I just bought a new property in Deep East Texas and the lawn is all St. Augustine but for every blade of grass, there's a weed!
I hate chemicals but will consider herbicide to retrieve this pretty yard.
Mow regularly at 4 inches. Water deeply (1-2 inches) when needed. Spray blackstrap unsulfured molasses with ortho dial sprayer every few months and fertilize with soybean meal at the rate of 15lbs per 1000 sqft. You can get it cheap at animal feed store. Just don't tell them what it's for...
Oh yeah, one time application of compost at the rate of 1 cubic yard per 1000 sqft. Simply dump in various spots with wheel barrow and use leaf blower till all have been flitered into the ground.
Should be much better in 2 years without ruining soil biology...
COMPOST, DEFINITELY! -- though I'm waiting till chance of frost is over. We are in Houston. I will plan our compost application around the end of March -- may not be necessary to wait, others may know better but I apply compost twice a year, spring and fall. We have the best lawn on the block and water the least. We also always mow no shorter than 3 inches.
I may try Lou's tip about the molasses and soybean meal. Always fun to dink around with the lawn. Let us know how yours turns out.
while putting down compost twice a year is nice, it is not really necessary. All you really need is one time followed by soybean meal and molasses to keep up the soil biology that you introduced to the soil from the compost. Just a lot cheaper and less work that way. Plus compost is too expensive to be using regularly for most homeowners unless you have large land to have enough organic materials to produce enough compost to cover the entire area.
Frost in Houston? It's classified as zone 9, not 8. I grew up there and my mom still has a house there so I go there every once in a while to do major yard chores. Doesn't seem like her area gets frost at all. Her lawn is very green apparently from greensand that I put down over thanksgiving. Looks like spring right now with roses and azaleas blooming right now. I also had used soybean meal but greensand seemed to have dramatic effect on the front yard while the backyard that didn't get greensand isn't as green. it has 20% iron by weight plus loads of micronutrients.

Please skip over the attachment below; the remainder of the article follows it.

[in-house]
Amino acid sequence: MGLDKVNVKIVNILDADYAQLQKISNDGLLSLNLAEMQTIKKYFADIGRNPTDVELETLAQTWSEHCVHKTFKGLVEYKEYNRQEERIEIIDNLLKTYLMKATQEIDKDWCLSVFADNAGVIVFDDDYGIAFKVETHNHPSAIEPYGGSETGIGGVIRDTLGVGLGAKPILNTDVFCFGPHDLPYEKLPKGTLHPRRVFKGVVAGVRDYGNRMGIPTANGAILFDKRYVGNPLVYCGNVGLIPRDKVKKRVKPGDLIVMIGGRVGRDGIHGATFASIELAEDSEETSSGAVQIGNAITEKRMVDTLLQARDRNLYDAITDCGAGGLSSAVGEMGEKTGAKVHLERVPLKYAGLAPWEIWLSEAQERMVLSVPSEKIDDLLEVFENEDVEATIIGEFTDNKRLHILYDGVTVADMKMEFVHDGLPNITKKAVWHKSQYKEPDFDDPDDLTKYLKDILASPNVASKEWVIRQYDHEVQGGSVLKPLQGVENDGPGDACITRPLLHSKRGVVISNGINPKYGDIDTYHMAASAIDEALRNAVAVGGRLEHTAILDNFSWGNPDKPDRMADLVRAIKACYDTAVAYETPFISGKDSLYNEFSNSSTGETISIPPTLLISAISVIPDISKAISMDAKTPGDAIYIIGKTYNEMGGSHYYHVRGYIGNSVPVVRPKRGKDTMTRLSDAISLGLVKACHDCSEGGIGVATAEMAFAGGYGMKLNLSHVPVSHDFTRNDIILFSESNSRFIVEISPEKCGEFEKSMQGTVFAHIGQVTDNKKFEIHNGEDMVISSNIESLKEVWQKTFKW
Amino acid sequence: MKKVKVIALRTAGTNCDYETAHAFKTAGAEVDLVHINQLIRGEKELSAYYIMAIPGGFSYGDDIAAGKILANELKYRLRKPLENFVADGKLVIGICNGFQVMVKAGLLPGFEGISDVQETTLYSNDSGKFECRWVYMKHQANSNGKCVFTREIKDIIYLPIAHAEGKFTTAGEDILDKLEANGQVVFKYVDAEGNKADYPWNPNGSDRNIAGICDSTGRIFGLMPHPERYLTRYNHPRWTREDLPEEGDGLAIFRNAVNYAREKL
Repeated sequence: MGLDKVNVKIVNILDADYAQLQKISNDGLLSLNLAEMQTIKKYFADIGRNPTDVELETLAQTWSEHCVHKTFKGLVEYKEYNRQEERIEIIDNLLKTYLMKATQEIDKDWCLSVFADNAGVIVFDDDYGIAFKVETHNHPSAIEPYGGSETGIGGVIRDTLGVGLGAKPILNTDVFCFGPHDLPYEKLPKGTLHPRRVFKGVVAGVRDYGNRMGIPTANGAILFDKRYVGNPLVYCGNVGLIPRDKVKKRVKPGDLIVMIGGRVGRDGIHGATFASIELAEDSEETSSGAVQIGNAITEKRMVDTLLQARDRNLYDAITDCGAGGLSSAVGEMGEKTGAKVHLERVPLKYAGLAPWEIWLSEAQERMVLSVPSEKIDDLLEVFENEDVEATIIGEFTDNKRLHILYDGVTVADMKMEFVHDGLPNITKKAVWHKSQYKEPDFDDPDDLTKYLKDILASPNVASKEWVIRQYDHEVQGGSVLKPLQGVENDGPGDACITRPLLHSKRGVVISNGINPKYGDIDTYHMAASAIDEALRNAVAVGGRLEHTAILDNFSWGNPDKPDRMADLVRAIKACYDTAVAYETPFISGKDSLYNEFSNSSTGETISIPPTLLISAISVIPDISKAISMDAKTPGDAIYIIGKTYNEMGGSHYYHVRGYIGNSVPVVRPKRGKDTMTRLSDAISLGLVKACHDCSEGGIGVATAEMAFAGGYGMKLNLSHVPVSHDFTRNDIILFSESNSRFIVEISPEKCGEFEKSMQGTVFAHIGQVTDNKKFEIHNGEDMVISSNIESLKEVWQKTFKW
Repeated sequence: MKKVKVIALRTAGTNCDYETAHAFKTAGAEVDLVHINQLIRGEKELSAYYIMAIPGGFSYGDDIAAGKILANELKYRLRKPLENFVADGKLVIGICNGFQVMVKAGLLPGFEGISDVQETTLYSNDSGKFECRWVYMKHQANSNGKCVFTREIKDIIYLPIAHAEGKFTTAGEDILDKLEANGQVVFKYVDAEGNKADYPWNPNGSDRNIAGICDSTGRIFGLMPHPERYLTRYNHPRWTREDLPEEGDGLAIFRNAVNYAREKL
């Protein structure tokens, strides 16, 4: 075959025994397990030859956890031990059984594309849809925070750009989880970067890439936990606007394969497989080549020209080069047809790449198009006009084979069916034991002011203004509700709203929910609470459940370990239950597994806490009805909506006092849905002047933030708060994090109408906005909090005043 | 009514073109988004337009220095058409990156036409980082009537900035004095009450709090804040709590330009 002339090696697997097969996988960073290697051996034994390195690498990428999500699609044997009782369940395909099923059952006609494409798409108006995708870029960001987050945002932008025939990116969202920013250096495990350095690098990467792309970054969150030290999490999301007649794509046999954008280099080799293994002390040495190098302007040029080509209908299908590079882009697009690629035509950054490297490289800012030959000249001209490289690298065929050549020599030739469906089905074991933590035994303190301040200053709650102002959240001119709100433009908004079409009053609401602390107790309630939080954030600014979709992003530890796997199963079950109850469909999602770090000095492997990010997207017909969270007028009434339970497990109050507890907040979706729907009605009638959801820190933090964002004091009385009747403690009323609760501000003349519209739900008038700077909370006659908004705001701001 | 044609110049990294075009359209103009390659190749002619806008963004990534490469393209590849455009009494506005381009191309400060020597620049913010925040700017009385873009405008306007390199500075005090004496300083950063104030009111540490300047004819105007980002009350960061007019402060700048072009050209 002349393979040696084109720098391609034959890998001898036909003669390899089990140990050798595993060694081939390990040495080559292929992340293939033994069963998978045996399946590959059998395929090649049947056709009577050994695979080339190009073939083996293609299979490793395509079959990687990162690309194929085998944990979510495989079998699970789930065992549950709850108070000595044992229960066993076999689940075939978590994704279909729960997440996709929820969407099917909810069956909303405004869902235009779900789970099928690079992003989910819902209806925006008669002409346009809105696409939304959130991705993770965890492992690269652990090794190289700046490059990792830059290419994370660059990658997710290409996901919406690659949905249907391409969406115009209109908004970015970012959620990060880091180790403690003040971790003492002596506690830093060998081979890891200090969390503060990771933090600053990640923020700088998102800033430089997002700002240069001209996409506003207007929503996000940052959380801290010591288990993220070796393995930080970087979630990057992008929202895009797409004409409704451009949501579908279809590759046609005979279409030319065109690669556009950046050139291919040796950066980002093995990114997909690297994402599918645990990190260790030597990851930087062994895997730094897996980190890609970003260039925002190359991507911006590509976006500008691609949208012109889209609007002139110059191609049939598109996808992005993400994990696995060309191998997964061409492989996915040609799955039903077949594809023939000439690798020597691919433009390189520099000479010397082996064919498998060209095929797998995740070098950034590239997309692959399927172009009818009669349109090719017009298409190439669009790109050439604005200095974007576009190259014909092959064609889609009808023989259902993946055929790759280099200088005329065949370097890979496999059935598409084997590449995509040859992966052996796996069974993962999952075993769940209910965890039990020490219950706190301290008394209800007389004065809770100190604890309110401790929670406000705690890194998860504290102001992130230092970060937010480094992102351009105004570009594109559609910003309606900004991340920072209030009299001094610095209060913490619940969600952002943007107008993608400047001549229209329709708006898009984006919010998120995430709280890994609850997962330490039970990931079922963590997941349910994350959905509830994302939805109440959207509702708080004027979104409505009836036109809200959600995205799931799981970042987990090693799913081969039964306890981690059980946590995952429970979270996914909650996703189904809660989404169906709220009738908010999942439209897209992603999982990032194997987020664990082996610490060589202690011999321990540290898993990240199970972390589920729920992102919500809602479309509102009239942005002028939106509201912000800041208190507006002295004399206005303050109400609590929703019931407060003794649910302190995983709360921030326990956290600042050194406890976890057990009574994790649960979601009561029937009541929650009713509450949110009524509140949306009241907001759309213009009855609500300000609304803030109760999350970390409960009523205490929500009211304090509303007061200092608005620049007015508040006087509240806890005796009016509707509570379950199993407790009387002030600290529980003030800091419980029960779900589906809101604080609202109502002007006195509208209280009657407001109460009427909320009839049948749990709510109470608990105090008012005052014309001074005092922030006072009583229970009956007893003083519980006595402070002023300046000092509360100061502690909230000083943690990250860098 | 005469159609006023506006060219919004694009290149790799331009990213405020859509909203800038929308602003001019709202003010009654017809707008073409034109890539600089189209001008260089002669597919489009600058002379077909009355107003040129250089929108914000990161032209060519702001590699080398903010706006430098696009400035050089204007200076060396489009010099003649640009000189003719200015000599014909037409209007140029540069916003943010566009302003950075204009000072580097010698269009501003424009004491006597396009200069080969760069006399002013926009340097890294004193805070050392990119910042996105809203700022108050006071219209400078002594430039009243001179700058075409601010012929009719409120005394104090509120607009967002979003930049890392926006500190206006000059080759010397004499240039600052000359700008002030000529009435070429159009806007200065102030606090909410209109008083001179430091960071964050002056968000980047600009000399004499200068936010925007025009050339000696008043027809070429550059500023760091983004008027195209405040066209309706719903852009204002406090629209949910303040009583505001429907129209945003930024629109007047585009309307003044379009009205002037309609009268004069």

Thanks for the info, Lou. My front yard is quite small if I exclude the driveway and sidewalks (approx 30 X 20 (maybe less), we live in a very urban part of Houston. Since it is so small, compost expense isn't too bad (especially since I make most of it myself) but still sounds like it would be good for me to migrate to soybean meal (or greensand).
It sounds like the Height inside the loop off Ella or somewhere around there? I assume somewhere inside the loop based on your description. I suppose that size makes it easier to stomach more expensive organic products in Houston like Southwest Fertilizer off chimney rock (i think) or Wabash feed store off Washington not far from Memorial park. I grew up right outside the loop and 290. I used to run at memorial park all the time. Still my favorite place to run. Why do you put your zone 8? It's zone 9 up to Conroe area. Granted, it has been since 1980s when we had a lot colder weather... It's cyclical for the most part. I'm sure it will come back sooner or later. I'm not really sure where you'd get greensand for cheap. I got them from Lowe's up here but I never see them in Houston. They are different from each other.
Guess I was using the temperature chart to determine zone 8. My pipes burst about 10 or 15 years ago when we had freezing weather for several days so I thought 15 to 20 degrees hardiness wasn't that far off (it was that cold for a couple of days at least, BRRRR). I'm amazed that it appears that Austin is even in Zone 9. Guess Global Warming might be affecting this zoning to some extent. (I live a little north of Rice U.)
Actually, the hardiness zone is back to where it was before 80s. The 1960s hardiness zone looks to be same as the new one now. I personally don't think it has to do with 'man made' global warming. It's just normal cyclical pattern, probably most likely to do with solar activities. Mars has been getting warmer as well and as I recall, there's no people living there. Extra carbon dioxide isn't really that bad anyway. It makes plants grow more and do better with less water! :)